Monday, October 3, 2022

Review: Mexican Gothic by Silvia Moreno-Garcia

*Warning: This review may contain spoilers. Read at your own risk.

PublisherDel Rey
Release Date: June 30th 2020 
Pages: 301
Source: Audiobook 


After receiving a frantic letter from her newly-wed cousin begging for someone to save her from a mysterious doom, Noemí Taboada heads to High Place, a distant house in the Mexican countryside. She’s not sure what she will find—her cousin’s husband, a handsome Englishman, is a stranger, and Noemí knows little about the region.

Noemí is also an unlikely rescuer: She’s a glamorous debutante, and her chic gowns and perfect red lipstick are more suited for cocktail parties than amateur sleuthing. But she’s also tough and smart, with an indomitable will, and she is not afraid: Not of her cousin’s new husband, who is both menacing and alluring; not of his father, the ancient patriarch who seems to be fascinated by Noemí; and not even of the house itself, which begins to invade Noemí’s dreams with visions of blood and doom.

Her only ally in this inhospitable abode is the family’s youngest son. Shy and gentle, he seems to want to help Noemí, but might also be hiding dark knowledge of his family’s past. For there are many secrets behind the walls of High Place. The family’s once colossal wealth and faded mining empire kept them from prying eyes, but as Noemí digs deeper she unearths stories of violence and madness.

And Noemí, mesmerized by the terrifying yet seductive world of High Place, may soon find it impossible to ever leave this enigmatic house behind. 
BUY LINKS: Goodreads




The parties at the Tuñóns' house always ended unquestionably late, and since the hosts enjoyed costume parties in particular, it was not unusual to see Chinas Poblanas with their folkloric skirts and ribbons in their hair arrive in the company of a harlequin or a cowboy.


Warning: This is more of a rant than a review . . .

MEXICAN GOTHICwas one of my most anticipated reads of 2020 but didn't get around to it in January 2021. And I have to say, I was greatly disappointed. Especially since this book won a literary award and was so hyped up by other readers.

Where do I even start?

First off, I love Gothic literature. New Gothic literature has a dark sensual romantic theme going on which is among the top three favorite types of books. MEXICAN GOTHIC does 1950 Spanish affluent debutante really well as well as having that dark foreboding Gothic vibe. So all that to say the author did really well with illustrating vibes that make you feel like you’re in the world living out the story.

“...𝓈𝒽𝑒 𝓌𝒶𝓈 𝓉𝓇𝒶𝓅𝓅𝑒𝒹 𝒷𝑒𝓉𝓌𝑒𝑒𝓃 𝒸𝑜𝓂𝓅𝑒𝓉𝒾𝓃𝑔 𝒹𝑒𝓈𝒾𝓇𝑒𝓈, 𝒶 𝒹𝑒𝓈𝒾𝓇𝑒 𝒻𝑜𝓇 𝒶 𝓂𝑜𝓇𝑒 𝓂𝑒𝒶𝓃𝒾𝓃𝑔𝒻𝓊𝓁 𝒸𝑜𝓃𝓃𝑒𝒸𝓉𝒾𝑜𝓃 𝒶𝓃𝒹 𝓉𝒽𝑒 𝒹𝑒𝓈𝒾𝓇𝑒 𝓉𝑜 𝓃𝑒𝓋𝑒𝓇 𝒸𝒽𝒶𝓃𝑔𝑒. 𝒮𝒽𝑒 𝓌𝒾𝓈𝒽𝑒𝒹 𝒻𝑜𝓇 𝑒𝓉𝑒𝓇𝓃𝒶𝓁 𝓎𝑜𝓊𝓉𝒽 𝒶𝓃𝒹 𝑒𝓃𝒹𝓁𝑒𝓈𝓈 𝓂𝑒𝓇𝓇𝒾𝓂𝑒𝓃𝓉.”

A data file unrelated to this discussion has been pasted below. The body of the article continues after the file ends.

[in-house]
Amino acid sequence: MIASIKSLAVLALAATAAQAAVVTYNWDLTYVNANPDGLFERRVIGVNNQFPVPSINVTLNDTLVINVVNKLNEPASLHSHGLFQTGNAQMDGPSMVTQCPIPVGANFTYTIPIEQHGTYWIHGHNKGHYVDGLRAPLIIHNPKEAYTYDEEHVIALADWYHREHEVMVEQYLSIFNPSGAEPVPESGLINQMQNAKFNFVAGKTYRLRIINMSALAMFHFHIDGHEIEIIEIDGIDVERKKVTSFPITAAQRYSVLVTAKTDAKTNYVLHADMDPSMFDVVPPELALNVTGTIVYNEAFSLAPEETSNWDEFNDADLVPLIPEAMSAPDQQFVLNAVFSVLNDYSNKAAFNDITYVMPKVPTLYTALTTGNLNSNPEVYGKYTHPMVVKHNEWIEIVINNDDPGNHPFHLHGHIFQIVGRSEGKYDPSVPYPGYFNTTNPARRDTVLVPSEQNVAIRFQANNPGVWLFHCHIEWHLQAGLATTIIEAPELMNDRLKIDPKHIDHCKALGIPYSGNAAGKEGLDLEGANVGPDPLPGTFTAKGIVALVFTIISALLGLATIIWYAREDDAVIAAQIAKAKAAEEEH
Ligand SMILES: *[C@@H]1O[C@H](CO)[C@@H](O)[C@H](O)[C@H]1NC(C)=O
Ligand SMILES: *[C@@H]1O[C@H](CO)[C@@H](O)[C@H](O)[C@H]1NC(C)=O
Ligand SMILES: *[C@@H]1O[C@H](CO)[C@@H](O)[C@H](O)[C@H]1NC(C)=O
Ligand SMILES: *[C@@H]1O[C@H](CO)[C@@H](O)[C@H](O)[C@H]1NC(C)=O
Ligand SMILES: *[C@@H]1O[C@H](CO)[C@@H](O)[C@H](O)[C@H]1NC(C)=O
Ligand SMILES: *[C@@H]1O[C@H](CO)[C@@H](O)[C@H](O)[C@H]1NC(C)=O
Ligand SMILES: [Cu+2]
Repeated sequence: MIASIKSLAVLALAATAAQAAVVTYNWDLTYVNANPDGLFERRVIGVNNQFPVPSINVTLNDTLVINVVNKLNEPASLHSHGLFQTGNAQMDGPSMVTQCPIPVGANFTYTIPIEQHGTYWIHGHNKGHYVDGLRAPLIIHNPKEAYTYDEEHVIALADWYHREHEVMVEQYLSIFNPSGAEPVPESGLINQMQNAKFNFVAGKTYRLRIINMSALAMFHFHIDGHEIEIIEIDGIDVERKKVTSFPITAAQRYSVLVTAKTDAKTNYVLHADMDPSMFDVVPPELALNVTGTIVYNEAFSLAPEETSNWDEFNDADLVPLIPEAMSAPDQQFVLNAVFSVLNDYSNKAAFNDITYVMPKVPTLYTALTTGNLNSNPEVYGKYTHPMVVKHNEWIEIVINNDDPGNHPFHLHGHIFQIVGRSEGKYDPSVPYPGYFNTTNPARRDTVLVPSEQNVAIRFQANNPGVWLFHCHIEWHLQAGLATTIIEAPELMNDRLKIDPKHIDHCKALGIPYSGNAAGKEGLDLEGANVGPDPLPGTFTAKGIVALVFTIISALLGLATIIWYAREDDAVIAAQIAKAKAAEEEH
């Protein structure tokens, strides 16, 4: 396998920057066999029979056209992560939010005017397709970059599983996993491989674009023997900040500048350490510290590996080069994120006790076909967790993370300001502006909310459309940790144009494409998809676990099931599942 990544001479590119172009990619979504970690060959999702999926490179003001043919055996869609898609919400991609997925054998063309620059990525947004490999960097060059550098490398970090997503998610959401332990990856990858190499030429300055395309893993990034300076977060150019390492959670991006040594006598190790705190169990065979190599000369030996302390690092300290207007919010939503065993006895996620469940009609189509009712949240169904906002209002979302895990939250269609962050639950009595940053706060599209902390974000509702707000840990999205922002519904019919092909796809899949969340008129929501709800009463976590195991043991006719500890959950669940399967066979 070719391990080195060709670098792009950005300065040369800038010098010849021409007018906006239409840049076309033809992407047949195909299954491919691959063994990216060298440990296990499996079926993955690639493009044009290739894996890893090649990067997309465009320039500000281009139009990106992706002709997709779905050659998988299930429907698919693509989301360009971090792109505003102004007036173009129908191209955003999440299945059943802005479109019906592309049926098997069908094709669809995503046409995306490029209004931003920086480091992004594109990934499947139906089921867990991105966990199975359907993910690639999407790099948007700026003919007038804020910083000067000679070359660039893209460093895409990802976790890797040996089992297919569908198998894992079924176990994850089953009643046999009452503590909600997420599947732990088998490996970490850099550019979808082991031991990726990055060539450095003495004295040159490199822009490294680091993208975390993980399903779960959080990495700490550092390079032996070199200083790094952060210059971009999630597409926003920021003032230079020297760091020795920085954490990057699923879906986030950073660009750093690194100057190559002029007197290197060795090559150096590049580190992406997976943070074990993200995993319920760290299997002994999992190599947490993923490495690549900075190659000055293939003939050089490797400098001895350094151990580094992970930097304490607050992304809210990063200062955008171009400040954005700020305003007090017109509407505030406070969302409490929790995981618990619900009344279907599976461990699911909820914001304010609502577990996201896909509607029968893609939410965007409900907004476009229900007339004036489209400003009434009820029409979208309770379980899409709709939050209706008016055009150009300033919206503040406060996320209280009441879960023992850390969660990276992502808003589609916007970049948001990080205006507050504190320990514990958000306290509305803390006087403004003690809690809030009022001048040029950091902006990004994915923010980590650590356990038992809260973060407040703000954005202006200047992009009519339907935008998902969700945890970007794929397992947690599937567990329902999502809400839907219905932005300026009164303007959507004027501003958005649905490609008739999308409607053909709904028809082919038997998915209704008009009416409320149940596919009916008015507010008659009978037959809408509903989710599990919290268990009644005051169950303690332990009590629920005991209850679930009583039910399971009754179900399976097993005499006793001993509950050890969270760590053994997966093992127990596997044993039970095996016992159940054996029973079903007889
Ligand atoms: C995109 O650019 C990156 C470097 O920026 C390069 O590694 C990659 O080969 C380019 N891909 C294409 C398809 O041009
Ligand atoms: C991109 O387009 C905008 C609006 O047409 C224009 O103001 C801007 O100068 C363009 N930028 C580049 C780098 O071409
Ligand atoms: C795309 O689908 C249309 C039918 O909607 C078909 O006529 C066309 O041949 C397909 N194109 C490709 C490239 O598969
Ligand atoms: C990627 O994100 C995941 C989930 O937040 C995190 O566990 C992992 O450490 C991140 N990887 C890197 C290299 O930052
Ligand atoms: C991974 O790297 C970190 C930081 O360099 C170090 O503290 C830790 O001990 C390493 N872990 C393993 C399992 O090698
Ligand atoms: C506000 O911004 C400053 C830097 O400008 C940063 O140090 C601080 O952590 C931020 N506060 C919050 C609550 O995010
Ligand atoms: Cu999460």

The beginning of the novel was centered on a 1950s Retro gothic socialite just living her life. Noemí Taboada was a young single woman, carefree and flirtatious, with rich parents who just wanted her to find a husband even though she was not so convinced that was what she needed in her life. Her only desire was to be young and have fun forever. Until her father offered her a proposition. The Noemí was offered to chance to attend a university that was not exactly proper for young affluent women if she traveled two the home of her newly married cousin who sent a frantic, ominous letter to check on her.

“𝒩𝑜𝑒𝓂í’𝓈 𝒻𝒶𝓉𝒽𝑒𝓇 𝓈𝒶𝒾𝒹 𝓈𝒽𝑒 𝒸𝒶𝓇𝑒𝒹 𝓉𝑜𝑜 𝓂𝓊𝒸𝒽 𝒶𝒷𝑜𝓊𝓉 𝒽𝑒𝓇 𝓁𝑜𝑜𝓀𝓈 𝒶𝓃𝒹 𝓅𝒶𝓇𝓉𝒾𝑒𝓈 𝓉𝑜 𝓉𝒶𝓀𝑒 𝓈𝒸𝒽𝑜𝑜𝓁 𝓈𝑒𝓇𝒾𝑜𝓊𝓈𝓁𝓎, 𝒶𝓈 𝒾𝒻 𝒶 𝓌𝑜𝓂𝒶𝓃 𝒸𝑜𝓊𝓁𝒹 𝓃𝑜𝓉 𝒹𝑜 𝓉𝓌𝑜 𝓉𝒽𝒾𝓃𝑔𝓈 𝒶𝓉 𝑜𝓃𝒸𝑒.”

From the moment Noemí said foot in the large forbidding mansion that sat lonely and on a hard-to-reach cliff (hill?) she was met with hostility from her cousin's entire family of in-laws. Even the staff.

Not to mention none of the Boyd family seemed to want her to spend much time with her cousin.

Having said that, Noemí claimed her sickly cousin was once vibrant and gentle and kind and most importantly obedient whereas she was the fury, outspoken one so it was ironic how Noemí never stuck up for herself. No matter how rude--even racist--the manners and comments the Boyd family made toward her. There came a point that the insufferable Florence told her straight to her face "I should just smack that smug look off your face". In front of others. And you know what the Noemí did? Not a damn thing. She clutched the back of the satee she sat on and said absolutely nothing.

“𝒮𝒽𝑒 𝓌𝒶𝓈 𝓉𝒽𝑒 𝓈𝓃𝒶𝓀𝑒 𝒷𝒾𝓉𝒾𝓃𝑔 𝒾𝓉𝓈 𝓉𝒶𝒾𝓁. 𝒮𝒽𝑒 𝓌𝒶𝓈 𝒶 𝒹𝓇𝑒𝒶𝓂𝑒𝓇, 𝑒𝓉𝑒𝓇𝓃𝒶𝓁𝓁𝓎 𝒷𝑜𝓊𝓃𝒹 𝓉𝑜 𝒶 𝓃𝒾𝑔𝒽𝓉𝓂𝒶𝓇𝑒, 𝑒𝓎𝑒𝓈 𝒸𝓁𝑜𝓈𝑒𝒹 𝑒𝓋𝑒𝓃 𝓌𝒽𝑒𝓃 𝒽𝑒𝓇 𝑒𝓎𝑒𝓈 𝒽𝒶𝒹 𝓉𝓊𝓇𝓃𝑒𝒹 𝓉𝑜 𝒹𝓊𝓈𝓉.”

By the time I was halfway through the Audiobook of MEXICAN GOTHIC, I was filled to bursting with anger and suppressed wrath. Not only was the Boyd family racist asshole bullies but I was also pissed at Noemí for not standing up to for herself--or her cousin. Moreover, not much was happening for the first 50% of the story but strategically placed, well-mannered rudeness and disrespect. I couldn’t take it anymore and had to stop listening to the audiobook. I felt legitimate rage. It was obvious from all the backstory and I was the mysterious history of this family that there was something more sinister going on. It was clear that Noemí has an inkling that this family had dark souls and even darker secrets. But she didn't do much of anything about it. Not even to save her so-called beloved cousin.

Sad to say, I will not be recommending MEXICAN GOTHIC to others. 


Silvia Moreno-Garcia is the author of the novels The Daughter of Doctor Moreau, Velvet Was the Night, Mexican Gothic, and many other books. She has also edited several anthologies, including the World Fantasy Award-winning She Walks in Shadows (a.k.a. Cthulhu's Daughters).

Happy Reading!



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